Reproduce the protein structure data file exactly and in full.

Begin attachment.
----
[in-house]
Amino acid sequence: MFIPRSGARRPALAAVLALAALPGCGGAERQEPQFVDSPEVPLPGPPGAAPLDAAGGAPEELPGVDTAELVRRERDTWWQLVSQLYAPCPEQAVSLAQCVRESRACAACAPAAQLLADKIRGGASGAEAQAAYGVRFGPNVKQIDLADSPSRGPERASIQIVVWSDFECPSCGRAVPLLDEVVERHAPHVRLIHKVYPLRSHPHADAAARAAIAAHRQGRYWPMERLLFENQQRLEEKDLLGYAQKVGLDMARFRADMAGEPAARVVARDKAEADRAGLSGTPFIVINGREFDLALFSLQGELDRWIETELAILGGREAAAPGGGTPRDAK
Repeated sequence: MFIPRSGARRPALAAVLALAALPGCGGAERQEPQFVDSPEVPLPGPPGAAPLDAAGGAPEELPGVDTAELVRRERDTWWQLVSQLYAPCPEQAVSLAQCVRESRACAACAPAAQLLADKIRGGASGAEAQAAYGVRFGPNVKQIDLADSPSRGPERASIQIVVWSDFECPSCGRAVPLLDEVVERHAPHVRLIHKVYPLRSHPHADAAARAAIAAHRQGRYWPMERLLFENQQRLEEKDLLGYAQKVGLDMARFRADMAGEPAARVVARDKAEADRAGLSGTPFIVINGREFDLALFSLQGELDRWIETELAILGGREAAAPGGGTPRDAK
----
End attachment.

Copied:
[in-house]
Amino acid sequence: MFIPRSGARRPALAAVLALAALPGCGGAERQEPQFVDSPEVPLPGPPGAAPLDAAGGAPEELPGVDTAELVRRERDTWWQLVSQLYAPCPEQAVSLAQCVRESRACAACAPAAQLLADKIRGGASGAEAQAAYGVRFGPNVKQIDLADSPSRGPERASIQIVVWSDFECPSCGRAVPLLDEVVERHAPHVRLIHKVYPLRSHPHADAAARAAIAAHRQGRYWPMERLLFENQQRLEEKDLLGYAQKVGLDMARFRADMAGEPAARVVARDKAEADRAGLSGTPFIVINGREFDLALFSLQGELDRWIETELAILGGREAAAPGGGTPRDAK
Repeated sequence: MFIPRSGARRPALAAVLALAALPGCGGAERQEPQFVDSPEVPLPGPPGAAPLDAAGGAPEELPGVDTAELVRRERDTWWQLVSQLYAPCPEQAVSLAQCVRESRACAACAPAAQLLADKIRGGASGAEAQAAYGVRFGPNVKQIDLADSPSRGPERASIQIVVWSDFECPSCGRAVPLLDEVVERHAPHVRLIHKVYPLRSHPHADAAARAAIAAHRQGRYWPMERLLFENQQRLEEKDLLGYAQKVGLDMARFRADMAGEPAARVVARDKAEADRAGLSGTPFIVINGREFDLALFSLQGELDRWIETELAILGGREAAAPGGGTPRDAK